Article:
Religiously following the data: Pew research director discusses spiritual practices of young people

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Alan Cooperman of the Pew Research Center spoke on statistics surrounding spirituality and religion in America. (Photo by Jess Furtado ’19)

Savanna Toure

Alan Cooperman, the Director of Religion Research at the Pew Research Center, spoke in Colton Chapel this past Wednesday on the role of religion in the U.S. and in the world. He spoke as part of the Lafayette Symposium, a viewpoint-diversity initiative driven by a committee, which recommends speakers to President Alison Byerly’s office.

Cooperman explained, using widespread data from multiple countries, that more evidence is being applied to debunk myths about people affiliated or unaffiliated with religion. He discussed the idea of the “nones,” Americans that are religiously unaffiliated, and their role in his religious research.

According to Cooperman, seven percent of “nones” are atheist, while others are unaffiliated people who are sometimes religious or spiritual.

There has been an increase in the United States of “nones” from 17 percent in the 1970s to 22 percent today. Cooperman explained that there are two primary causes, generational replacement and religion switching. He noted that, since the Silent Generation and Baby Boomers, religious affiliation has slowly declined.

Cooperman also emphasized that a common myth about “nones” is that they do not practice or believe in a higher power. However, in the Millennial and Gen X generations, noted for being far less religious than the preceding generations, Cooperman said that many “nones” are still involved in religious practices such praying and attending church.

Cooperman pointed out that older generations are more religious, while younger people tend to be more secular. He added that younger, unaffiliated populations tend to be more liberal. He also presented a graph showing the relationship between GDP per capita and the religiosity of a country. He noted that countries with a lower GDP per capita are almost always more religious, with two notable exceptions—the US and China.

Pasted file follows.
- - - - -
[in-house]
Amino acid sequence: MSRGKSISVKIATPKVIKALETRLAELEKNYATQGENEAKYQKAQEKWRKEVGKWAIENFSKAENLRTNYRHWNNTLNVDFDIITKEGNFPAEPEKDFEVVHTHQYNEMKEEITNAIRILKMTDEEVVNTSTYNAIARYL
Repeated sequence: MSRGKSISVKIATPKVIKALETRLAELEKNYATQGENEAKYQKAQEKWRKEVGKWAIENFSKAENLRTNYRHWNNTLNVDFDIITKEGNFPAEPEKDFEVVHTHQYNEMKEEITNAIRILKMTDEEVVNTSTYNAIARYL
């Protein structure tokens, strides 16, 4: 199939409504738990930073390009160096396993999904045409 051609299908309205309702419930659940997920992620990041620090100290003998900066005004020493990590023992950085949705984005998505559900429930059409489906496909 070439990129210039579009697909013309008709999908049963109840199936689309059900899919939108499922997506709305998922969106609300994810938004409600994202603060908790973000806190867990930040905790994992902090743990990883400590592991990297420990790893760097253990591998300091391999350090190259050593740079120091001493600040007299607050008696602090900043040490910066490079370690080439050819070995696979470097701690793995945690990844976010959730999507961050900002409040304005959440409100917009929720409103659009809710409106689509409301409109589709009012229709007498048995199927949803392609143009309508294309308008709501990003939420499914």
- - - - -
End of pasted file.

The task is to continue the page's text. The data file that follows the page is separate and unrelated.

By doing so, Cooperman said that “there is a pattern between GDP and religion devotion in these countries such as, Senegal, India, Ghana, etc., the are highly religious with a negative correlation in GDP.”

Cooperman spoke on his previous work overseas for the Associated Press and U.S. News & World Report. He noted that he was placed as a foreign correspondent in highly religious areas, such as the Post-Soviet region and the Middle East.

After returning home, Cooperman said he began focusing on religion and its interaction with national security, culture and the United States’ relationship with other countries. He was an editor for the Washington Post, drifting away from religious coverage and into government news.

After seeking a change back to religious studies, Cooperman said he applied himself to research at the Pew Research Center in Washington, DC. Several years later, Cooperman became the Director of Religion Research.

“I lead a team of 25 people or so, we have political scientists, sociologists and many others, working to provide data on religious practices around the world,” said Cooperman.

Cooperman collected preparatory work in Southeast Asia, Western Europe, and Northern Africa during his research at Pew.

“We are a nonpartisan and nonprofit organization, we do not try to support one religion over another, we provide the data and summarize our findings. That’s all,” he said.

Cooperman explained that Pew provides the data for religious leaders and other organizations to utilize and interpret, such as through the collection of prayer practices, or if a person is unaffiliated with a religion.

Cooperman said that his team focuses on attaining research values and participants. The Pew Religious Research group collaborates with worldwide interpreters and field agents to evade issues with translating and capturing data from non-English speaking countries.

Cooperman also elaborated on the data collection process.

“We use certain techniques for different regions. In a highly populated area where cell phones are widely used, we would use an online survey method or calling them directly,” Cooperman said.  “Those that lack service are included, in a randomized technique of door-to-door and things like that.”

“Field agents will base their randomization off a random feature like, ‘whose birthday is in March,'” he added.

Cooperman explained the intricacies of cultural aspects that had to be taken into account when conducting research. He added that in predominantly Muslim countries “women are less likely to answer the door, so our sample would not be randomized and feature all males.”

By understanding these normalized responses, Cooperman said we can start unpacking cultural norms and religious influence on various social infrastructures. Cooperman continues to advocate for providing this information, but leaves individuals and institutions to interpret the values for themselves.